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What Businesses Need to Know About New York’s New Privacy Laws


August 21, 2019
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How Will Two New Privacy Laws Impact Your New York Business?

In late July, New York Governor Andrew Cuomo signed two bills into law that will impose new privacy requirements on New York businesses. The “Stop Hacks and Improve Electronic Data Security” (SHIELD) Act imposes new obligations regarding how businesses handle private customer data and provide data breach notifications. The second bill (A.2374/S.3582) requires consumer credit reporting agencies to offer identity theft prevention and mitigation services in the case of a breach.

What Businesses Need to Know About New York’s New Privacy Laws

Requirements Under SHIELD Act

Key points of the SHIELD Act include: (a) broadening the scope of information covered under breach notification law, (b) broadening the definition of a data breach to include unauthorized access to information (not just the unauthorized acquisition of information), and (c) requiring businesses to provide reasonable data security.

The SHIELD requirements apply to “any person or business that owns or licenses computerized data which includes private information of a resident of New York.”   Such people/businesses are required to “develop, implement and maintain reasonable safeguards to protect the security, confidentiality and integrity of the private information including, but not limited to, disposal of data.” SHIELD will take effect in March 2020.

Two carve-outs for certain businesses:

  1. Small businesses (those with less than 50 employees and under $3 million in gross revenue, or less than $5 million in assets) will be compliant if they “implement and maintain reasonable safeguards that are appropriate to the size and complexity of the small business to protect the security, confidentiality and integrity of the private information.”
  2. There is also a carve-out exemption for certain other businesses that are already regulated by, and compliant with, data breach requirements under other applicable state/federal cybersecurity laws (e.g., Gramm-Leach-Bliley Act; HIPAA).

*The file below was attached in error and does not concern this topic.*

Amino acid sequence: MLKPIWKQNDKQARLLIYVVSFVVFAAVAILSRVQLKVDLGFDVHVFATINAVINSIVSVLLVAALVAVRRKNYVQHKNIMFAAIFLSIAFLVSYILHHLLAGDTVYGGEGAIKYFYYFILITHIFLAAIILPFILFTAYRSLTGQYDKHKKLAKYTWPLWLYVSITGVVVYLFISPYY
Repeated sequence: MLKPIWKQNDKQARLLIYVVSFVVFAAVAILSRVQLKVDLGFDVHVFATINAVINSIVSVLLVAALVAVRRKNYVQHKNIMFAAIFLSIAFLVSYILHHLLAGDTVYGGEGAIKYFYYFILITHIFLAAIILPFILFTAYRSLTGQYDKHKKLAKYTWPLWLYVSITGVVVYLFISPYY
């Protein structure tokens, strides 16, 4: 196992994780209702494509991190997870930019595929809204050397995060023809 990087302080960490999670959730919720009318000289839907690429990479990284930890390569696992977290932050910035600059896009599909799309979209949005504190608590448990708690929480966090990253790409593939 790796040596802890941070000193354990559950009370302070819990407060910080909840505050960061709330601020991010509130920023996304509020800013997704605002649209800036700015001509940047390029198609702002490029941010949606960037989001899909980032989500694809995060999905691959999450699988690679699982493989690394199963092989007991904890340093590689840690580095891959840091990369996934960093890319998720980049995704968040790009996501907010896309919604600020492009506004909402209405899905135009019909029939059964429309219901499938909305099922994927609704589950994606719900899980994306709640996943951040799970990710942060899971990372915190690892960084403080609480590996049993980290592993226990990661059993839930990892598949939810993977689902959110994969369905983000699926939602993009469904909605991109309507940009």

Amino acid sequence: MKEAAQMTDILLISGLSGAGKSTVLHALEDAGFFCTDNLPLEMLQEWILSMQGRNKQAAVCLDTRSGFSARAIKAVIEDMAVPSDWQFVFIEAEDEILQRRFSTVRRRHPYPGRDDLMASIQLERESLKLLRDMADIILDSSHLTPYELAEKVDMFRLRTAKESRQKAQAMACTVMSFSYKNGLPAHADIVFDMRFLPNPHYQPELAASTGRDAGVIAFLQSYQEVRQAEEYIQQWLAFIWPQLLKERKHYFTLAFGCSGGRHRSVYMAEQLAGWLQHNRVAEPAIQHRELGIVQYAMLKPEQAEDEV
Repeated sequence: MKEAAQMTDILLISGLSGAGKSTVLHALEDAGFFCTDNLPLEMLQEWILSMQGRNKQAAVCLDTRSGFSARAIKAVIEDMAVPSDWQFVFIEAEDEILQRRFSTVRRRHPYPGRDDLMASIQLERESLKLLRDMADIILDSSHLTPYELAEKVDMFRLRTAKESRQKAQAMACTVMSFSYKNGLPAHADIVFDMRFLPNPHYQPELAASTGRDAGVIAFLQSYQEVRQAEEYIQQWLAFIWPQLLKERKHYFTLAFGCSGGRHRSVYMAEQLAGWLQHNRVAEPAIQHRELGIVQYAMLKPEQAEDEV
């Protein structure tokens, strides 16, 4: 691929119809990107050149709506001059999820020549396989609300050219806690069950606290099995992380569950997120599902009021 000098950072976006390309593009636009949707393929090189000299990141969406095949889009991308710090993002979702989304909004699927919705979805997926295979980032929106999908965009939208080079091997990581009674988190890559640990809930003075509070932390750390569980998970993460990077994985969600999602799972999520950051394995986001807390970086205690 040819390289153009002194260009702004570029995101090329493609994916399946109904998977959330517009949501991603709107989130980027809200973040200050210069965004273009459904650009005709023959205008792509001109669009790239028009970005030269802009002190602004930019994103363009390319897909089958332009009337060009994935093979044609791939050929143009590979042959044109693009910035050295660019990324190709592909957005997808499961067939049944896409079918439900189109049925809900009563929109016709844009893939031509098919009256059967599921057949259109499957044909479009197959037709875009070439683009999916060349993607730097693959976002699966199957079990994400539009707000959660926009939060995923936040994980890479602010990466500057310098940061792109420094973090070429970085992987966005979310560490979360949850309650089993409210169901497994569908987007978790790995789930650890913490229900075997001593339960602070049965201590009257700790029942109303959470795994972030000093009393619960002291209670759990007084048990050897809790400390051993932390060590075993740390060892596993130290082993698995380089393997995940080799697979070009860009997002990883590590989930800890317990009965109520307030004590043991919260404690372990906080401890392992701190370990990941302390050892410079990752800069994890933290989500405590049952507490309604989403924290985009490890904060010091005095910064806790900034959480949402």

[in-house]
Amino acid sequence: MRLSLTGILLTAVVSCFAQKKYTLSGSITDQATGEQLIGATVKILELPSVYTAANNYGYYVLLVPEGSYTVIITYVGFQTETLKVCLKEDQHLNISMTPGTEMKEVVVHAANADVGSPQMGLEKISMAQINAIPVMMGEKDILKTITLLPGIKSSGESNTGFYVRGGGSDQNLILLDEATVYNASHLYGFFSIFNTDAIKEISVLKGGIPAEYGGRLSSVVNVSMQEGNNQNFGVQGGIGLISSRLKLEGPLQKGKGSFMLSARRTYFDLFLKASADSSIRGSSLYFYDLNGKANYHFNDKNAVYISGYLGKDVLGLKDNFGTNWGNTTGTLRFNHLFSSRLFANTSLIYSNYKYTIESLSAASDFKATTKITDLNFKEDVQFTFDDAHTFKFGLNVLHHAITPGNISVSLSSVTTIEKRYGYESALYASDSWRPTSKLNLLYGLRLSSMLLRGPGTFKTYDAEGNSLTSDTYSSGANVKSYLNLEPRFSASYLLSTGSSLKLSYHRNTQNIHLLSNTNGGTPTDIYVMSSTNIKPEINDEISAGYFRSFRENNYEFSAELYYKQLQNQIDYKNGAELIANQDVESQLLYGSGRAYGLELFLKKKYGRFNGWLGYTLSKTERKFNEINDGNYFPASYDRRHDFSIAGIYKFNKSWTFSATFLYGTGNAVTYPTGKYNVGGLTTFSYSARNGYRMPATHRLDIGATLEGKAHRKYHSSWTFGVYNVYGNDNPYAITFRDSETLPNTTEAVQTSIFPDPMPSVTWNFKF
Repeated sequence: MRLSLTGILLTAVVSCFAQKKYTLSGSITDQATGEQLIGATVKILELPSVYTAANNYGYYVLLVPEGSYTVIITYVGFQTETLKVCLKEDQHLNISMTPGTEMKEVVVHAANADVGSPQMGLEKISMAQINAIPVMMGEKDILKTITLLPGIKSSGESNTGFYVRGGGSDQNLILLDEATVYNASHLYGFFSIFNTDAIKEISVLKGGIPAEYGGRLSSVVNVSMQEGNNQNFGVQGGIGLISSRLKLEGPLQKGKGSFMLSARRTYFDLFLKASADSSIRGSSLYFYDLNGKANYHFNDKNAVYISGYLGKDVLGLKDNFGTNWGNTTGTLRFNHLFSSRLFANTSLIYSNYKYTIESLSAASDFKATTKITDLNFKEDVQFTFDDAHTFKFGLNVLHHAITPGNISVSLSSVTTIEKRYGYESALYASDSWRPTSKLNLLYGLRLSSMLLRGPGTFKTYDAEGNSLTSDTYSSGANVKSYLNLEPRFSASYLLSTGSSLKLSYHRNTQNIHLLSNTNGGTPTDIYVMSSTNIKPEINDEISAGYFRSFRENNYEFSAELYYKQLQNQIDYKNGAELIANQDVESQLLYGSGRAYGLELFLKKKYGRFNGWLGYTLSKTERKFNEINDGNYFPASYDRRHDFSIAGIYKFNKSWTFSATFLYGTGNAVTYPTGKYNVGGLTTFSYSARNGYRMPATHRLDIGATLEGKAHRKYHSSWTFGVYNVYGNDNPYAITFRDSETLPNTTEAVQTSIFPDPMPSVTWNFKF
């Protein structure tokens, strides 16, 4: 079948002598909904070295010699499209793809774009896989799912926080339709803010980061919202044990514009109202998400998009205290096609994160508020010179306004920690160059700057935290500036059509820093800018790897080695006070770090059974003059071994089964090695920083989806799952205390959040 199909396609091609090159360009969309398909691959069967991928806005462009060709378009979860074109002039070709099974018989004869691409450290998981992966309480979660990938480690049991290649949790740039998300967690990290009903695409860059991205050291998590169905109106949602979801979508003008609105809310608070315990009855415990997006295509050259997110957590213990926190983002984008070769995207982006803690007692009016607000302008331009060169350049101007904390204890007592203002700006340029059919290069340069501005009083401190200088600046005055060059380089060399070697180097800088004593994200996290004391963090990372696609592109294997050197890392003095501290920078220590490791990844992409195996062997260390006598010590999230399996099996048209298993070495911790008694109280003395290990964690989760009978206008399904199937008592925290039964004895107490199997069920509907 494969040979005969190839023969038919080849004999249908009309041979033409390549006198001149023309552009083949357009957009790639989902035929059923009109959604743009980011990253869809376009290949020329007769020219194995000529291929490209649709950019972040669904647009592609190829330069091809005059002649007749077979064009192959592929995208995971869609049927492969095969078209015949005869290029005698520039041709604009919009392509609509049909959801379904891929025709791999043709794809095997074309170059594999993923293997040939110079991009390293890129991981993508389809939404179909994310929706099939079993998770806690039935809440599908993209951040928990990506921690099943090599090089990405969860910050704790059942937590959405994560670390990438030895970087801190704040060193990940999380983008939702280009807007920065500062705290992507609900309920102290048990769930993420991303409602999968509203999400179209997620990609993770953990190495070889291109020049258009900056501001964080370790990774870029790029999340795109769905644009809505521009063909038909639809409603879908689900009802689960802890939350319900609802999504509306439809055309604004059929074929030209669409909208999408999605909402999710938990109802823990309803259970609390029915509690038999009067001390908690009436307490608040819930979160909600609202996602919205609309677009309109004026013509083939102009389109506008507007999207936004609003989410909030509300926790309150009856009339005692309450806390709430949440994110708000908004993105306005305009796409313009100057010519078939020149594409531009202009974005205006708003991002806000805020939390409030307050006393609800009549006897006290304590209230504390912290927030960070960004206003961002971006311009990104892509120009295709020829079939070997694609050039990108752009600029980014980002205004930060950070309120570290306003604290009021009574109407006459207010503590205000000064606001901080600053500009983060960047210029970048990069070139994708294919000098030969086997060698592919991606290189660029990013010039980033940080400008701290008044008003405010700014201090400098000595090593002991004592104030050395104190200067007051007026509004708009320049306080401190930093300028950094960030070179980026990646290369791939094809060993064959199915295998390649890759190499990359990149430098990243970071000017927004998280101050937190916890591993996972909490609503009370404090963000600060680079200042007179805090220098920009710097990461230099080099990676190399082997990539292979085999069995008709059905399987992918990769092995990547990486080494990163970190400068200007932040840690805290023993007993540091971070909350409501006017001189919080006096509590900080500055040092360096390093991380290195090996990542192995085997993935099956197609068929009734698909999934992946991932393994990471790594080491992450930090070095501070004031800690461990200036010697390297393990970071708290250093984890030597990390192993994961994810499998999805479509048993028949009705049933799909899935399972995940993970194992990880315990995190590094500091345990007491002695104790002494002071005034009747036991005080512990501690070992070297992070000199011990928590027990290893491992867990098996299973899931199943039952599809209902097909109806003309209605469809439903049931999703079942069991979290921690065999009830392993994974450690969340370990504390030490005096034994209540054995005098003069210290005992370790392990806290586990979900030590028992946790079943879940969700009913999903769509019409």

SHIELD broadens the scope of information covered under New York’s existing data breach notification law, and updates notification requirements when there has been a breach of data. Three key changes include:

  • The scope of information subject to the current data breach notification law will expand to include (a) biometric information, (b) email addresses and their corresponding passwords or security questions and answers, and (c) protected health information as defined under HIPAA.
  • The definition of a data breach will expand to include unauthorized access to private information. Currently, the state’s data breach law only covers unauthorized acquisition. Under the SHIELD Act, in determining whether information “has been accessed, or is reasonably believed to have been accessed, by an unauthorized person or a person without valid authorization, such business may consider, among other factors, indications that the information was viewed, communicated with, used, or altered by a person without valid authorization or by an unauthorized person.”
  • Data breach notification requirements would apply to any person or entity with private information of a New York resident, not just to those that conduct business in New York State.

Failure to provide required reasonable data security would be a violation of section 349 of the General Business Law, and the attorney general could bring suit for noncompliance. Businesses could be fined $5,000 for each violation or up to $20 per instance of failed notification, with an aggregate maximum of $250,000. However, the SHIELD Act does not create a private right of action.

Requirements for Credit Reporting Agencies

The second bill impacts credit reporting agencies and establishes the minimal amount of long-term protections that must be given to affected consumers. For any credit reporting agency that suffers a breach of information containing consumer Social Security numbers, that agency must then provide to affected consumers five years of identity theft prevention services and, if applicable, identity theft mitigation services. Credit reporting agencies must also inform consumers on credit freezes of a breach of data involving a Social Security number, and provide consumers with the right to freeze their credit at no cost.  This law will take effect in September 2019 and applies to any breach of the security of a consumer credit reporting agency that occurred in the prior three years.

If you have questions, please contact us

If you have any questions or if you would like to discuss the matter further, please contact me, Kristin Garris, or the Scarinci Hollenbeck attorney with whom you work, at 201-806-3364.